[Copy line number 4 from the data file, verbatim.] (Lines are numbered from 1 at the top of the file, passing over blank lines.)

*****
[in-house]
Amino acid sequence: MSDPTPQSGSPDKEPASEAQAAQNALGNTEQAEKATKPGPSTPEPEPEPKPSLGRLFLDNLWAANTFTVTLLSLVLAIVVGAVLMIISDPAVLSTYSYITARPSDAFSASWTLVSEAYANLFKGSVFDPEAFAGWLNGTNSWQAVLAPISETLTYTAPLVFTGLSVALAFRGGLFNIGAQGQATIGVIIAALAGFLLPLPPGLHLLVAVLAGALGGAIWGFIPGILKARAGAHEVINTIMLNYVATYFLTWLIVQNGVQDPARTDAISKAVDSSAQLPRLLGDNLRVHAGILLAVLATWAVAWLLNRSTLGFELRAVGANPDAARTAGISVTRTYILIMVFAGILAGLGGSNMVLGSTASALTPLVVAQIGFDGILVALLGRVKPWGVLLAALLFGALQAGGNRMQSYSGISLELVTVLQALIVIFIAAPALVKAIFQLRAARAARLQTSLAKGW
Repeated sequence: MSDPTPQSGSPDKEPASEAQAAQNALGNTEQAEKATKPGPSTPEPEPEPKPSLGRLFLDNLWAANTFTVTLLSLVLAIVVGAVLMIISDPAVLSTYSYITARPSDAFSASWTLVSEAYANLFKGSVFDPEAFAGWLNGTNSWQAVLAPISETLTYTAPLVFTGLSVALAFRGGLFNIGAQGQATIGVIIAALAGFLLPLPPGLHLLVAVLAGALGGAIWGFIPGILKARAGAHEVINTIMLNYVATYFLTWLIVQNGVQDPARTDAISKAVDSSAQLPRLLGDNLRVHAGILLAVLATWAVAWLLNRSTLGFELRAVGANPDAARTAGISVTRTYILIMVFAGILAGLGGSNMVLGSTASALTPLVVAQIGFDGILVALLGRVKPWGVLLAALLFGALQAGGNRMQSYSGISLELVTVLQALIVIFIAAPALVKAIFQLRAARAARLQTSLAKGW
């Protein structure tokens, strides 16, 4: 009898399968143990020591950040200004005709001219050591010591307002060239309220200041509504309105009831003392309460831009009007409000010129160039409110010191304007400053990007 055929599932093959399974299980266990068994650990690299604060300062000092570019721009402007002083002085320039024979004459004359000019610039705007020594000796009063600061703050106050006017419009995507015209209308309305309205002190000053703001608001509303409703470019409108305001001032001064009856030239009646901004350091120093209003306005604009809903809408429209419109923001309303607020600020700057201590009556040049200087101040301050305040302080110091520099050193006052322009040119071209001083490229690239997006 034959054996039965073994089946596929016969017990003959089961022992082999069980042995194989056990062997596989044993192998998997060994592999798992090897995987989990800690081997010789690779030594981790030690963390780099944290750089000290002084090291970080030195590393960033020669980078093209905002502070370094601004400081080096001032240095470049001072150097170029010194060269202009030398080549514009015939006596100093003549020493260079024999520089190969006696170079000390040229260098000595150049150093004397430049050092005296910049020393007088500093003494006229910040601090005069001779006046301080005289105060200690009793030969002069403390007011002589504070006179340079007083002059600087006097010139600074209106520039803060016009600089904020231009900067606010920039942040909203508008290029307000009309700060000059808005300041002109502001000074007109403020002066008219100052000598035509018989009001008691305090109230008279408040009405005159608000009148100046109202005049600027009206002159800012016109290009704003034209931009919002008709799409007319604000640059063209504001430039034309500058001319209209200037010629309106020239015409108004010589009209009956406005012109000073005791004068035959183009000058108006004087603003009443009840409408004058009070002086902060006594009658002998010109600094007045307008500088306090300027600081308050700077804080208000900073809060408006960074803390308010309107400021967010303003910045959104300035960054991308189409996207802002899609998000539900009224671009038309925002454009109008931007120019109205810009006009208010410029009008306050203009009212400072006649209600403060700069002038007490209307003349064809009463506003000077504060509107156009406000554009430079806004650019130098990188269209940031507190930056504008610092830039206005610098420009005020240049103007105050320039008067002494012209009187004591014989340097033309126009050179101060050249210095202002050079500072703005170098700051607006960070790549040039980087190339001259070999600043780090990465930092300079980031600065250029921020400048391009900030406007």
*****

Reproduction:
């Protein structure tokens, strides 16, 4: 009898399968143990020591950040200004005709001219050591010591307002060239309220200041509504309105009831003392309460831009009007409000010129160039409110010191304007400053990007 055929599932093959399974299980266990068994650990690299604060300062000092570019721009402007002083002085320039024979004459004359000019610039705007020594000796009063600061703050106050006017419009995507015209209308309305309205002190000053703001608001509303409703470019409108305001001032001064009856030239009646901004350091120093209003306005604009809903809408429209419109923001309303607020600020700057201590009556040049200087101040301050305040302080110091520099050193006052322009040119071209001083490229690239997006 034959054996039965073994089946596929016969017990003959089961022992082999069980042995194989056990062997596989044993192998998997060994592999798992090897995987989990800690081997010789690779030594981790030690963390780099944290750089000290002084090291970080030195590393960033020669980078093209905002502070370094601004400081080096001032240095470049001072150097170029010194060269202009030398080549514009015939006596100093003549020493260079024999520089190969006696170079000390040229260098000595150049150093004397430049050092005296910049020393007088500093003494006229910040601090005069001779006046301080005289105060200690009793030969002069403390007011002589504070006179340079007083002059600087006097010139600074209106520039803060016009600089904020231009900067606010920039942040909203508008290029307000009309700060000059808005300041002109502001000074007109403020002066008219100052000598035509018989009001008691305090109230008279408040009405005159608000009148100046109202005049600027009206002159800012016109290009704003034209931009919002008709799409007319604000640059063209504001430039034309500058001319209209200037010629309106020239015409108004010589009209009956406005012109000073005791004068035959183009000058108006004087603003009443009840409408004058009070002086902060006594009658002998010109600094007045307008500088306090300027600081308050700077804080208000900073809060408006960074803390308010309107400021967010303003910045959104300035960054991308189409996207802002899609998000539900009224671009038309925002454009109008931007120019109205810009006009208010410029009008306050203009009212400072006649209600403060700069002038007490209307003349064809009463506003000077504060509107156009406000554009430079806004650019130098990188269209940031507190930056504008610092830039206005610098420009005020240049103007105050320039008067002494012209009187004591014989340097033309126009050179101060050249210095202002050079500072703005170098700051607006960070790549040039980087190339001259070999600043780090990465930092300079980031600065250029921020400048391009900030406007």